Some of these advantage play methods aren’t very feasible because they rely on extreme conditions. Baccarat edge sorting requires several factors to work, while wheel bias relies on a faulty wheel.
But the key is that these methods have a legitimate advantage play method that’s been proven to work in the right settings.
Craps also has an advantage play technique called dice control (a.k.a. controlled shooting). The goal is to control your dice throws so that you throw fewer 7s.
I’ve seen articles and instructional videos by prominent gambling authors like Frank Scoblete and Dominic “The Dominator” LoRiggio that claim dice control is real.
They claim to have been banned from many casinos because they make so much money through controlled shooting. And they’ll teach you how to win for $1,600 per course.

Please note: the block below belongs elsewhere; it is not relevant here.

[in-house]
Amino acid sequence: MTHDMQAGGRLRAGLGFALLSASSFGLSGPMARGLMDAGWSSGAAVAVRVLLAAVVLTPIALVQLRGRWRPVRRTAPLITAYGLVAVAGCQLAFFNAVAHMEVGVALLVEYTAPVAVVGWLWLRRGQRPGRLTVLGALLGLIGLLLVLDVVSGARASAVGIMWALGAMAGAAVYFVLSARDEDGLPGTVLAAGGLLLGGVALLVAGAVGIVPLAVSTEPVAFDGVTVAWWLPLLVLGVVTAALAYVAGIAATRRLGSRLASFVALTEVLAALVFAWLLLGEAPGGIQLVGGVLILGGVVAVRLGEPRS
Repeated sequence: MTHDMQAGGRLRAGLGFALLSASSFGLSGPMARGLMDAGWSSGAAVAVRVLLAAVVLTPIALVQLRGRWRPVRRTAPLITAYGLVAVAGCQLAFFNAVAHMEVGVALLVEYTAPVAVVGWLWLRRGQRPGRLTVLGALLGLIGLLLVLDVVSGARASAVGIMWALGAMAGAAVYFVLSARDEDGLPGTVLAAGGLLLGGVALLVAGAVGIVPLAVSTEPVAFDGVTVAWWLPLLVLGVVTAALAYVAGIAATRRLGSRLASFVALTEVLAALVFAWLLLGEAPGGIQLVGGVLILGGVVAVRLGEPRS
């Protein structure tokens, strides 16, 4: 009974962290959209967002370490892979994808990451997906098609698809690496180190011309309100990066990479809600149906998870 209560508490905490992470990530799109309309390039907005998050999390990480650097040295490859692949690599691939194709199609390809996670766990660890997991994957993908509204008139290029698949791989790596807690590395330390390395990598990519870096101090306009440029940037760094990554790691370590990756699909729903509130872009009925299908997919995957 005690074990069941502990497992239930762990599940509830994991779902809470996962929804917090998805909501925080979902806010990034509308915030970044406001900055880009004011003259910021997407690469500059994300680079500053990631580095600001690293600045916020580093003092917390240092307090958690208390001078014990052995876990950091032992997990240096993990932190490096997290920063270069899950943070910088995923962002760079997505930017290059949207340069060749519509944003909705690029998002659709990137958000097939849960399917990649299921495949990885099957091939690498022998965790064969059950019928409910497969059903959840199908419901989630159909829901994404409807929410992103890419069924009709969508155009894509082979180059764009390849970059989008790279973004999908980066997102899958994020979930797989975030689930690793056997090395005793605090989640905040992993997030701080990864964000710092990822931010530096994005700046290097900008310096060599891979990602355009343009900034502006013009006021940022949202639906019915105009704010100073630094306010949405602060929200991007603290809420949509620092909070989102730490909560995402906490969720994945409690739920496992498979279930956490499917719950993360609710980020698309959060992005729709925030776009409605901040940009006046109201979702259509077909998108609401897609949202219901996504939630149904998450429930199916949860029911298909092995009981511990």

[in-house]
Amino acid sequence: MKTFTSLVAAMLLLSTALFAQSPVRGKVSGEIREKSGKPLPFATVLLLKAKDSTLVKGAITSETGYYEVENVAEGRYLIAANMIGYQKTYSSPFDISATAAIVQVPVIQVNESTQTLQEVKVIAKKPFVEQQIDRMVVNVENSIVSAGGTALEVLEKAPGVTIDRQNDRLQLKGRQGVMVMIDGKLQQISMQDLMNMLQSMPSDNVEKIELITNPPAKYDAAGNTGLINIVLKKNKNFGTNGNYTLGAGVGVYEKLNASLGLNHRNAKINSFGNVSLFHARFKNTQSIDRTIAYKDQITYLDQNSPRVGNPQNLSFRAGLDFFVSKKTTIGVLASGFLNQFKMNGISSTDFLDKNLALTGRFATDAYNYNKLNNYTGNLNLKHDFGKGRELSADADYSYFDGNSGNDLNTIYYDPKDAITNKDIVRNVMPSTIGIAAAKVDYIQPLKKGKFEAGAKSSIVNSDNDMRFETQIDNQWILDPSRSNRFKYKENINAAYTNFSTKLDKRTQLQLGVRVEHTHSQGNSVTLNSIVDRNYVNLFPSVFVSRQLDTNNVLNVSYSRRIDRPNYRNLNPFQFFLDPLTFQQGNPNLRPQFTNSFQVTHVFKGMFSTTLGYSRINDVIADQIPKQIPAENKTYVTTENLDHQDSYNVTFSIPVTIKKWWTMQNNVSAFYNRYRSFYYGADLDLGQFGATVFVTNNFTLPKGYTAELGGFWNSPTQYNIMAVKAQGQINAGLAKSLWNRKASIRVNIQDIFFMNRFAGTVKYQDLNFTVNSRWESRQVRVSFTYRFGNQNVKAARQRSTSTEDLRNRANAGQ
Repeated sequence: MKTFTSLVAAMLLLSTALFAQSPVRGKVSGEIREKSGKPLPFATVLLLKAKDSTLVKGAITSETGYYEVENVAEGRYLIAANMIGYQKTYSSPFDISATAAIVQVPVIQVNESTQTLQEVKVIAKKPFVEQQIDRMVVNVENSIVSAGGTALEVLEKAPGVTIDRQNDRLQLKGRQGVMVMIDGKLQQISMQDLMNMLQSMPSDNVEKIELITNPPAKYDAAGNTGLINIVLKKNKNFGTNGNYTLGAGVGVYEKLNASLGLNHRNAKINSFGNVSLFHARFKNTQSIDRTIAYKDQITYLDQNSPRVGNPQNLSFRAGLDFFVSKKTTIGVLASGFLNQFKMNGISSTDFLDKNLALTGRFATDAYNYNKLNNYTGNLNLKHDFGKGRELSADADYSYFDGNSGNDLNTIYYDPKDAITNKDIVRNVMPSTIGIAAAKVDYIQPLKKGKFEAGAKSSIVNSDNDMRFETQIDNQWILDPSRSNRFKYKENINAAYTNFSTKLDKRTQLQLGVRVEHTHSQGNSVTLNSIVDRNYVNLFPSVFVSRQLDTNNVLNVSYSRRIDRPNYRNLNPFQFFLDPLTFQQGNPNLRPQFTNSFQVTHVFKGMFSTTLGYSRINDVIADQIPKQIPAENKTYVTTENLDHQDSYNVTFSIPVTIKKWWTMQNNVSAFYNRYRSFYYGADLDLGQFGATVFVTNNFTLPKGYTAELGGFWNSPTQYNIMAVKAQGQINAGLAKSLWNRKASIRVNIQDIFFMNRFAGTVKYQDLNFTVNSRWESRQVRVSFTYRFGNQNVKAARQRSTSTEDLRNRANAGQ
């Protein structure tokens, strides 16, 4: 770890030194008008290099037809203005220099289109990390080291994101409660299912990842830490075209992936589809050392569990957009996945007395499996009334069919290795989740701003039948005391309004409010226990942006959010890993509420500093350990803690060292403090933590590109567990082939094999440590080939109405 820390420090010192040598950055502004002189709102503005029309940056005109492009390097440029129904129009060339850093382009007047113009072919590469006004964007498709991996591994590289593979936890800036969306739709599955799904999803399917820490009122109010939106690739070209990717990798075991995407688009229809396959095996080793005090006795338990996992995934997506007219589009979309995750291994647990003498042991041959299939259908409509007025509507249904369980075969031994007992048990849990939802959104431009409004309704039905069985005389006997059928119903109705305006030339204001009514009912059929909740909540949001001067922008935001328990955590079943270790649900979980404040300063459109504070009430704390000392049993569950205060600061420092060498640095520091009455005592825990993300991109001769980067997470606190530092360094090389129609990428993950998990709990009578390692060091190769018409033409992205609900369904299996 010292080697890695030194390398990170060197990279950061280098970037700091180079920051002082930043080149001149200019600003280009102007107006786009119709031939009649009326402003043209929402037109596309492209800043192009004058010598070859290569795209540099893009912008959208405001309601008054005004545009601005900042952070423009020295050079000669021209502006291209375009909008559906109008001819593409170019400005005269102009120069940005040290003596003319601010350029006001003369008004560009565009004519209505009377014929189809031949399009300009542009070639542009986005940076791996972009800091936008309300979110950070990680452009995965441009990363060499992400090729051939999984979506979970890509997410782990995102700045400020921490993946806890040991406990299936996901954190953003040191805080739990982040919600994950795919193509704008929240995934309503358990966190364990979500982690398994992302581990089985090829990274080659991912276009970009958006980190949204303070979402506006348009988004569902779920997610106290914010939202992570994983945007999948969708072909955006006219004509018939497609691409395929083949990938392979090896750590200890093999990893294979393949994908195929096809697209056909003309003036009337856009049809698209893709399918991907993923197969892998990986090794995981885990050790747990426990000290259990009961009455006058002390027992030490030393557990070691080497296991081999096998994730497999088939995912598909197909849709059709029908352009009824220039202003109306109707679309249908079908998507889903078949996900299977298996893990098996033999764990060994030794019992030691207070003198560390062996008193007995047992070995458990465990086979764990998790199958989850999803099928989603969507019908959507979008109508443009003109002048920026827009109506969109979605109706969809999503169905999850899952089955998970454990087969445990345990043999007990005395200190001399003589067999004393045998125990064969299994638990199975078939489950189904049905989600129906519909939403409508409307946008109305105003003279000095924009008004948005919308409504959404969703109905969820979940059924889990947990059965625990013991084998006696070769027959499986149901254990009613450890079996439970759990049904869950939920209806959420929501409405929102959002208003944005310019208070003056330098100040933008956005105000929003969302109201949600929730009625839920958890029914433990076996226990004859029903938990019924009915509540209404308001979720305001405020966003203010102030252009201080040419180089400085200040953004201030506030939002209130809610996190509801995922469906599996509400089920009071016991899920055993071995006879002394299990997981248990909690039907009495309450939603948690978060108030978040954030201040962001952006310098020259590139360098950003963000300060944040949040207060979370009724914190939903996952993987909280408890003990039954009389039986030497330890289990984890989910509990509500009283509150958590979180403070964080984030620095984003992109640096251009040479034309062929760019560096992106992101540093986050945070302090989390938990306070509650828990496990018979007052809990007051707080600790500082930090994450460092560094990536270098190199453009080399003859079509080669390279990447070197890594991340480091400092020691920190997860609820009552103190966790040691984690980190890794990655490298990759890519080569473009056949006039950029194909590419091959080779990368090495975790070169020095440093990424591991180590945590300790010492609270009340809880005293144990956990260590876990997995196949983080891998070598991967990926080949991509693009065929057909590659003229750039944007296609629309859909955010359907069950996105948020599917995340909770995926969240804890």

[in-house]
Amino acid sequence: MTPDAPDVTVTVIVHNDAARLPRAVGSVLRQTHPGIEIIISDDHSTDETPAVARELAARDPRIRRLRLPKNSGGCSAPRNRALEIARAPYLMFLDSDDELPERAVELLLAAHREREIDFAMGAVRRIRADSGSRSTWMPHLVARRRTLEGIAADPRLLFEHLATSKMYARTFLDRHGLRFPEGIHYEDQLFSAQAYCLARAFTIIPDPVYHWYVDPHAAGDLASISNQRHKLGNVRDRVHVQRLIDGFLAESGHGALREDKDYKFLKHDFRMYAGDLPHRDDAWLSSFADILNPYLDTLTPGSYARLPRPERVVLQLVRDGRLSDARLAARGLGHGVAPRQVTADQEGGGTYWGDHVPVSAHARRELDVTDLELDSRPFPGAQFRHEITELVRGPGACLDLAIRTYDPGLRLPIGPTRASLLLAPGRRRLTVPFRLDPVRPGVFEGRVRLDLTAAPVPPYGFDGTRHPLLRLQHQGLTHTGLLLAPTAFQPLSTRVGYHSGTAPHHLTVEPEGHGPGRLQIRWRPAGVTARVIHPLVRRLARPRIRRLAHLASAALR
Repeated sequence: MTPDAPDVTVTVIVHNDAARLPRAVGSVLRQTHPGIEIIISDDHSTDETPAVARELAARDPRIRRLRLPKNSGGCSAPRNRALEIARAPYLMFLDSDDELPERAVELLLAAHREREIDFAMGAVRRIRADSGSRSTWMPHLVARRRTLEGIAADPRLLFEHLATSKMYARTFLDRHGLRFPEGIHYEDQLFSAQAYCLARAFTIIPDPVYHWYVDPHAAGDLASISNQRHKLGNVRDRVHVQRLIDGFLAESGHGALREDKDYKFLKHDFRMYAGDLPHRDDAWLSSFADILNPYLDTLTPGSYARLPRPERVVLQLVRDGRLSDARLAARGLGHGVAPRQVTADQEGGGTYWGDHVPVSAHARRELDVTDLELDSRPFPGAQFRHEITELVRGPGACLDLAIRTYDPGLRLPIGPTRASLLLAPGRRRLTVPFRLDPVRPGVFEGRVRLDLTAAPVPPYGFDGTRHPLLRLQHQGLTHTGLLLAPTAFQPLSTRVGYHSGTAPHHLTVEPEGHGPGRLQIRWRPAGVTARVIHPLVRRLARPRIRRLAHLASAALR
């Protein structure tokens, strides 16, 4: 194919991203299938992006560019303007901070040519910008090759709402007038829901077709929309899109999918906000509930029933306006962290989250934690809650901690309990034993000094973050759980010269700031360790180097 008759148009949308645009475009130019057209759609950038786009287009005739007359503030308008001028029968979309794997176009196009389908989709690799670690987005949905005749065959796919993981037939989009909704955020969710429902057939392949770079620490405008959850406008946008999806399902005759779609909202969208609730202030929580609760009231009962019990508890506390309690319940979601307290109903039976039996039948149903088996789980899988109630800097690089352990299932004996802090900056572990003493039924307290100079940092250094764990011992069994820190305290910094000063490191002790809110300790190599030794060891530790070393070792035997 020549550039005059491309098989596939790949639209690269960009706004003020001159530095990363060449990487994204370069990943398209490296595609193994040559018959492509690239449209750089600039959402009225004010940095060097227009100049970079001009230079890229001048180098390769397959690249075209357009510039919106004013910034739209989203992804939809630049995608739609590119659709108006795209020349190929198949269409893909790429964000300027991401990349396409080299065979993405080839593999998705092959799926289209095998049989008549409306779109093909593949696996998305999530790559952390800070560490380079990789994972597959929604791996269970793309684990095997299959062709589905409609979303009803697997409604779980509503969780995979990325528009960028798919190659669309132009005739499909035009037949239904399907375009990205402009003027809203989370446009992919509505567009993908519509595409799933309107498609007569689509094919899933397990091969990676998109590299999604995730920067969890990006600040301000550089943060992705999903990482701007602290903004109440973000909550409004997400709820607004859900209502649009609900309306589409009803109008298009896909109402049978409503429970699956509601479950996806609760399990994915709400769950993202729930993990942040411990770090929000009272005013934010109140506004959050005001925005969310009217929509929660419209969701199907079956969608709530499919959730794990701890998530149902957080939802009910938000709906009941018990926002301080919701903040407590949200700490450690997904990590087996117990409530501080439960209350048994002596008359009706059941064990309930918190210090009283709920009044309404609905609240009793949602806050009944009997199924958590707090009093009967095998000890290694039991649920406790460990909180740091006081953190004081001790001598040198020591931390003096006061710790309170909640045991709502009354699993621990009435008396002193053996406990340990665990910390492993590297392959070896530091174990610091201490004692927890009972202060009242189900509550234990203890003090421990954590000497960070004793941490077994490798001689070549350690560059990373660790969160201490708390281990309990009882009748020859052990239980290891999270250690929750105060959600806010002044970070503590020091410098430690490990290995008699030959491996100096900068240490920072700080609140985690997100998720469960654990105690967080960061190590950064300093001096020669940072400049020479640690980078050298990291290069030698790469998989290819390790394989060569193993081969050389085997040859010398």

If you’re unfamiliar with controlled shooting, the technique involves “setting” the dice in your hands. The most common setting method is to hold the dice so the 3s form a V shape, which allegedly reduces the chances of a 7.
The other part of dice control involves practicing tosses so you barely kiss the dice off the back wall. This reduces variance so that your throw isn’t so random.
You’re supposed to either buy a regulation sized craps table, or rig a makeshift table up in your garage to practice.
The gambling authors above point out how you only need to reduce the odds of throwing a seven from 6:1 to 6:23 to realize profits.